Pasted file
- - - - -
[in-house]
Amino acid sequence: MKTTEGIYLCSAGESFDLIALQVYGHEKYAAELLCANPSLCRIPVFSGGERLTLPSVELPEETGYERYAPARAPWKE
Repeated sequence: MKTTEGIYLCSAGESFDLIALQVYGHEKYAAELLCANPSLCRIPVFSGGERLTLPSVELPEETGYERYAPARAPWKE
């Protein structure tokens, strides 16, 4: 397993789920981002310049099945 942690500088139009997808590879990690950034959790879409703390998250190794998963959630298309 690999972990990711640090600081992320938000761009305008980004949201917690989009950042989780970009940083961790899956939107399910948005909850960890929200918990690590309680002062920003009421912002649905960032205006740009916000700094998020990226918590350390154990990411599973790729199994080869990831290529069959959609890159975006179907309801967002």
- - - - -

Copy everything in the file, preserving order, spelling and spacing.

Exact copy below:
[in-house]
Amino acid sequence: MKTTEGIYLCSAGESFDLIALQVYGHEKYAAELLCANPSLCRIPVFSGGERLTLPSVELPEETGYERYAPARAPWKE
Repeated sequence: MKTTEGIYLCSAGESFDLIALQVYGHEKYAAELLCANPSLCRIPVFSGGERLTLPSVELPEETGYERYAPARAPWKE
């Protein structure tokens, strides 16, 4: 397993789920981002310049099945 942690500088139009997808590879990690950034959790879409703390998250190794998963959630298309 690999972990990711640090600081992320938000761009305008980004949201917690989009950042989780970009940083961790899956939107399910948005909850960890929200918990690590309680002062920003009421912002649905960032205006740009916000700094998020990226918590350390154990990411599973790729199994080869990831290529069959959609890159975006179907309801967002």